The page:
There are few shows that are as infectious then Buddy: The Buddy Holly Story, which chronicles the last three years in the life of this legendary rock star whose unique sound skyrocketed the singer to chart topping success. With some of the most recognizable songs in the American rock songbook, including "Peggy Sue", "Oh Boy", "That"ll Be The Day" and "Everyday", and with a brand new sound top notch system installed at the Drury Lane Oakbrook by sound designer Garth Helm, it is next to impossible not to fall in love with a legend all over again.
Buddy follows the life of the Texan guitarist from his beginnings with Buddy Holly & the Crickets in Lubbock to the launching of his solo career. It is told in two acts with a series of vignettes as well as concert style rendition of his songs, featuring over twenty of them. The show concludes with the final Winter Dance Party Tour on February 2, 1959 at the Surf Ballroom in Clearlake, Iowa. After midnight Buddy breaks his promise to his pregnant wife not to fly as he and two head-liners board a small plane and fly off into a blizzard only to crash an hour later into a ploughed field. The accident killed Buddy, the Big Bopper and 17 year old Ritchie Valens in a tragedy that snatched away three of the most dynamic talents the world had known in what is called, "the day the music died."
Buddy, which is one of the first "jukebox" musicals, debuted in 1989 in London and ran for an astounding six years. Though never making it to Broadway, the show has still played to more than 20 million people worldwide, including a hit run at the Shubert Theatre in Chicago in the early 90's.
Of the numerous productions of the show I have seen, including two in Chicago and one in Toronto, no one has quite captured the innate talent and charisma then the current Justin Berkobien's interpretation of Holly. As an accomplished musician himself, Berkobien sings, acts and translates each and every song with such integrity that the audience never for a moment questions why this artist became a superstar in such a sort amount of time. Berkobien walks that fine line of not copying Holly, but conveying the spirit of Buddy's voice while adding his own personality to this phenomenal portrayal.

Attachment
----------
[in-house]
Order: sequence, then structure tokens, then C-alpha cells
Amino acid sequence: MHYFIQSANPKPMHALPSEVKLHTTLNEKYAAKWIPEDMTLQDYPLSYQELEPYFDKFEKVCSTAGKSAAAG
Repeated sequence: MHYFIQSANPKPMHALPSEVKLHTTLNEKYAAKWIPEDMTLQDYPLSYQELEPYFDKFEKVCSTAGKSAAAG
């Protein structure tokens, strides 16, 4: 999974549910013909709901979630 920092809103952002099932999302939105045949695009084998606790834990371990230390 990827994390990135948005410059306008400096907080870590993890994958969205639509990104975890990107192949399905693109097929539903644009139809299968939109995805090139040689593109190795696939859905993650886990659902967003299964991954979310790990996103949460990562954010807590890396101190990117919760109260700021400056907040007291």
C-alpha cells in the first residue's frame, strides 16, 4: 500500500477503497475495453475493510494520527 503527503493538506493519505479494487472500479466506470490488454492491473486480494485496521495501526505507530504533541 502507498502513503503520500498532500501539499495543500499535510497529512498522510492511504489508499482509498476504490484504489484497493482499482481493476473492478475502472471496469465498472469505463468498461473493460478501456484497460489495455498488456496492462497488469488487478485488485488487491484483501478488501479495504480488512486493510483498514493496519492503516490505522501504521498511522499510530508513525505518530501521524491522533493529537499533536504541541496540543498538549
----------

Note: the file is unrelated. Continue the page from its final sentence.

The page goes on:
The supporting cast is equally as enthralling. Cody Siragusa (Joe B. Mauldin) on bass and Jim Barclay (Jerry Allison) on percussion, round out the Crickets, with whom Holly found his initial fame. Tempe Thomas has some lovely moments as Buddy's wife, Maria, who some at the time saw as divisive but no doubt loved Buddy, and who also is said to have foreshadowed his death. As an added bit of realism, all of the actors play their own instruments in this production, including the multi-talented Michael Mahler on guitar and banjo while Bernie Yvon, who was absolutely hilarious in Marriott's recent production of "The Producers" wraps his talented lips around the alto sax.
Though the second act of the show is not as well crafted as the first, it does contain the final concert including Casey Campbell as the Big Bopper singing his signature "Chantilly Lace" and Tony Sancho ‘s Ritchie Valens bringing the house down with "La Bamba".
Director/Choreographer Tammy Mader has a tight, sure footed grasp on the action of the piece. She lets the material work its magic and doesn't get in the way of letting the music tell the story.
As Drury Lane Oakbrook is sure to discover, the July 27th closing date will not be long enough to satisfy the audience that will come back and see this show more than once. That is the secret to this show's success. The longer it runs and word of mouth get around, the bigger a hit it becomes. No one deserves this homage more then Buddy Holly himself who is surely looking down at Berkobien's performance smiling.
Buddy: The Buddy Holly Story plays through July 27, 2008 at the Drury Lane Theatre Oakbrook, 100 Drury Lane, Oakbrook Terrace, Illinois. For show times and tickets, please visit www.drurylaneoakbrook.com or call the box office at (630) 530-0111
Photo: Justin Berkobien as Buddy Holly